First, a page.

A full discussion of Jekyll and Hyde films is here under the Theme Essay Jekyll and Hyde Films. Other versions of Dr Jekyll and Mr Hyde are:– Dr Jekyll and Mr Hyde (1908); Dr Jekyll and Mr Hyde (1910) with Alvin Neuss; Dr Jekyll and Mr Hyde (1912) with James Cruze; Dr. Jekyll and Mr. Hyde (1913) with King Baggott; Dr. Jekyll and Mr. Hyde (1920) with John Barrymore; Dr Jekyll and Mr Hyde (1920) with Sheldon Lewis; Der Januskopf (1920), a lost German version with Conrad Veidt; the classic Dr. Jekyll and Mr. Hyde (1931) with Fredric March; Dr Jekyll and Mr Hyde (1941) with Spencer Tracy; Jean Renoir’s The Testament of Dr Cordelier (1959) with Jean-Louis Barrault; The Two Faces of Dr Jekyll (1960), the Hammer version with Christopher Lee; Dr Jekyll and Mr Hyde (tv movie, 1968) with Jack Palance; I, Monster (1971) also with Christopher Lee; The Man with Two Heads (1972) with Denis DeMarne; Dr Jekyll and Mr Hyde (tv movie, 1973), a musical version with Kirk Douglas; Walerian Borowczyk’s Dr Jekyll and His Women (1981) with Udo Kier; Dr Jekyll and Mr Hyde (tv movie, 1981) with David Hemmings; a 1985 Russian adaptation starring Innokenti Smoktonovsky; Edge of Sanity (1989) with Anthony Perkins; The Strange Case of Dr Jekyll and Mr Hyde, an episode of the tv series Nightmare Classics (1989) with Anthony Andrews; Jekyll and Hyde (tv movie, 1990) with Michael Caine; My Name is Shadow (1996), a Spanish version starring Eric Gendron; a bizarre tv pilot Dr Jekyll and Mr Hyde (1999), which combined the story with Hong Kong martial arts and featured Adam Baldwin playing a Jekyll as a superhero in the Orient; Jekyll & Hyde: The Musical (2001) with David Hasselhoff; Dr Jekyll and Mr Hyde (2002) directed by and starring Mark Redfield; the excellent British tv reinterpretation Dr Jekyll & Mr Hyde (2002) with John Hannah; The Dr. Jekyll and Mr. Hyde Rock’n’Roll Musical (2003) with Alan Bernhoft; the modernised Jekyll + Hyde (2006) with Bryan Fisher; The Strange Case of Dr. Jekyll and Mr. Hyde (2006) with Tony Todd; Jekyll (2007) starring Matt Keeslar where Hyde becomes a virtual creation; and the modernised Dr. Jekyll and Mr Hyde (2008) starring Dougray Scott.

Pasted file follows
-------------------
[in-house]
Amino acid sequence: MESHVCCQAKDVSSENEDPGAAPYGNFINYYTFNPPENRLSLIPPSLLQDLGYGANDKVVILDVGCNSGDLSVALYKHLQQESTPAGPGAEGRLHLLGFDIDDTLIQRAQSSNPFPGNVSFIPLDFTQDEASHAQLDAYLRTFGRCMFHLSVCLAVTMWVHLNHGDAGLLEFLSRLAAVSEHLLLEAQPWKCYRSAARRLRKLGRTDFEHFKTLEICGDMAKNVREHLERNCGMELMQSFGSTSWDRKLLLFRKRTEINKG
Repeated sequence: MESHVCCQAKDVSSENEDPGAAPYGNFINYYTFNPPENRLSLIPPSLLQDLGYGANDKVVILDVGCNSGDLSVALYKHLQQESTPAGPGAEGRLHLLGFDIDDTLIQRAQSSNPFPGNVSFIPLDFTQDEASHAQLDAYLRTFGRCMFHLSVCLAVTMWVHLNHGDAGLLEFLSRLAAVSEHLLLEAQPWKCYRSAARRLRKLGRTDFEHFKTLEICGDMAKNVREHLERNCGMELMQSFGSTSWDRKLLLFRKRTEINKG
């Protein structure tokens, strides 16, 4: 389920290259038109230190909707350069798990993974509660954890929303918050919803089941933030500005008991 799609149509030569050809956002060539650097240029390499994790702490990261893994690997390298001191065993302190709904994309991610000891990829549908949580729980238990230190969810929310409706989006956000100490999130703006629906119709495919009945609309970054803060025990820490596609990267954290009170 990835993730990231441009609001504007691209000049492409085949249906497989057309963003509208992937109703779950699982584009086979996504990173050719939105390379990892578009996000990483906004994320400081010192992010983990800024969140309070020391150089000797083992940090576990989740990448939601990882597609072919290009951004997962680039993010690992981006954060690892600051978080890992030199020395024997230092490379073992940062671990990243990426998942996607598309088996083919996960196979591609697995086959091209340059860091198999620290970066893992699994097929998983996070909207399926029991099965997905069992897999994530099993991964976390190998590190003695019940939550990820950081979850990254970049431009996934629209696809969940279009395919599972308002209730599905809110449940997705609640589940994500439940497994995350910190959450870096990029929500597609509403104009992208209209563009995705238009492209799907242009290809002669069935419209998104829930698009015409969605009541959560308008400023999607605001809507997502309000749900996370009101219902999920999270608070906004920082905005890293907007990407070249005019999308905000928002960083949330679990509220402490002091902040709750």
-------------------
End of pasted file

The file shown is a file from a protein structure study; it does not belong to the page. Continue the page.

Other variations include the would-be sequels Son of Dr Jekyll (1951), Daughter of Dr Jekyll (1957) and Dr Jekyll and the Wolfman (1972); the comedy variations Abbott and Costello Meet Dr Jekyll and Mr Hyde (1953), The Ugly Duckling (1959), the Italian My Friend, Dr Jekyll (1960) and The Nutty Professor (1963) with Jerry Lewis and its remake The Nutty Professor (1996) with Eddie Murphy; versions where Dr Jekyll turns into a woman with Hammer’s Dr Jekyll and Sister Hyde (1971), the Italian comedy Dr Jekyll and the Gentle Lady (1971) and Dr Jekyll and Ms Hyde (1995); the gender-reversed Madame Hyde (2017); a Looney Tunes cartoon Dr Jekyll’s Hide (1954) where Sylvester the Cat transforms into a dog after taking the formula; the erotic/adult versions The Naughty Dr. Jekyll (1973), The Erotic Dr Jekyll (1976), Jekyll and Hyde (2000), Dr. Jekyll & Mistress Hyde (2003) and Jacqueline Hyde (2005); Dr Black and Mr Hyde (1976), a Blaxploitation version where Jekyll is a Black man who turns into a white-skinned monster; the amusing send-up Jekyll and Hyde … Together Again (1982); a wacky children’s tv series Julia Jekyll and Harriet Hyde (1995); Killer Bash (1996) set in a frat house with an avenging female Jekyll; the excellent deconstruction Mary Reilly (1996), which tells the story from the point-of-view of Jekyll’s maid; while the tv series Jekyll and Hyde (2015) concerns Jekyll’s grandson (Tom Bateman) hunted by various parties during the 1930s. Dr Jekyll appears as a character in The League of Extraordinary Gentlemen (2003) played by Jason Flemyng, in the tv series Penny Dreadful (2014-6) played by Shazad Latif and in The Mummy (2017) played by Russell Crowe, which all feature team-ups between Famous Monsters, while the animated The Pagemaster (1994) features a Dr Jekyll voiced by Leonard Nimoy.
(Winner in this site’s Top 10 Films of 2007 list. Winner for Best Actor (James Nesbitt), Nominee for Best Adapted Screenplay, Best Actress (Gina Bellman) and Best Supporting Actor (Paterson Joseph) at this site’s Best of 2007 Awards).